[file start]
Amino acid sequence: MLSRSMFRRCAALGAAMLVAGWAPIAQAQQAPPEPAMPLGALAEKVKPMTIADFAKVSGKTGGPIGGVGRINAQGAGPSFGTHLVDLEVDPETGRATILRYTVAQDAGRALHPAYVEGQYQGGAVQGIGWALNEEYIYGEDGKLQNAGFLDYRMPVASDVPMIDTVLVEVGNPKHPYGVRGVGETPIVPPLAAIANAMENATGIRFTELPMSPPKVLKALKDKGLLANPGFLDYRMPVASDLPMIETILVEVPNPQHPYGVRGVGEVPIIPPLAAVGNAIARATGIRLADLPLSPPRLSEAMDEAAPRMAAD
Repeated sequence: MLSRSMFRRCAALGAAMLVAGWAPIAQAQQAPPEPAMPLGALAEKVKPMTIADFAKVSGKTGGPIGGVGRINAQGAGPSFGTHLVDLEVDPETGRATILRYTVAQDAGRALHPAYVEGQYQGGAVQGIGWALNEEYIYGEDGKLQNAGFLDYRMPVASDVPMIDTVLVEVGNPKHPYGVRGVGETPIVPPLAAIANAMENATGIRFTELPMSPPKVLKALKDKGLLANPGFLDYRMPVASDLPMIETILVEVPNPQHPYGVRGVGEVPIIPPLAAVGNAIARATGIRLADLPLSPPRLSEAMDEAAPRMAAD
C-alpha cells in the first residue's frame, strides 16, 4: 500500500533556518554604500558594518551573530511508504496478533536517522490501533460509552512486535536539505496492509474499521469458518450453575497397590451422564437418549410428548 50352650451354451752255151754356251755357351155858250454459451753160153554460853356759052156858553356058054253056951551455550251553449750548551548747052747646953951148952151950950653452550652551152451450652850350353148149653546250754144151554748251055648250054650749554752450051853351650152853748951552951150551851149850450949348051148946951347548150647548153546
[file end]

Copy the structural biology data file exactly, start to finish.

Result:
Amino acid sequence: MLSRSMFRRCAALGAAMLVAGWAPIAQAQQAPPEPAMPLGALAEKVKPMTIADFAKVSGKTGGPIGGVGRINAQGAGPSFGTHLVDLEVDPETGRATILRYTVAQDAGRALHPAYVEGQYQGGAVQGIGWALNEEYIYGEDGKLQNAGFLDYRMPVASDVPMIDTVLVEVGNPKHPYGVRGVGETPIVPPLAAIANAMENATGIRFTELPMSPPKVLKALKDKGLLANPGFLDYRMPVASDLPMIETILVEVPNPQHPYGVRGVGEVPIIPPLAAVGNAIARATGIRLADLPLSPPRLSEAMDEAAPRMAAD
Repeated sequence: MLSRSMFRRCAALGAAMLVAGWAPIAQAQQAPPEPAMPLGALAEKVKPMTIADFAKVSGKTGGPIGGVGRINAQGAGPSFGTHLVDLEVDPETGRATILRYTVAQDAGRALHPAYVEGQYQGGAVQGIGWALNEEYIYGEDGKLQNAGFLDYRMPVASDVPMIDTVLVEVGNPKHPYGVRGVGETPIVPPLAAIANAMENATGIRFTELPMSPPKVLKALKDKGLLANPGFLDYRMPVASDLPMIETILVEVPNPQHPYGVRGVGEVPIIPPLAAVGNAIARATGIRLADLPLSPPRLSEAMDEAAPRMAAD
C-alpha cells in the first residue's frame, strides 16, 4: 500500500533556518554604500558594518551573530511508504496478533536517522490501533460509552512486535536539505496492509474499521469458518450453575497397590451422564437418549410428548 50352650451354451752255151754356251755357351155858250454459451753160153554460853356759052156858553356058054253056951551455550251553449750548551548747052747646953951148952151950950653452550652551152451450652850350353148149653546250754144151554748251055648250054650749554752450051853351650152853748951552951150551851149850450949348051148946951347548150647548153546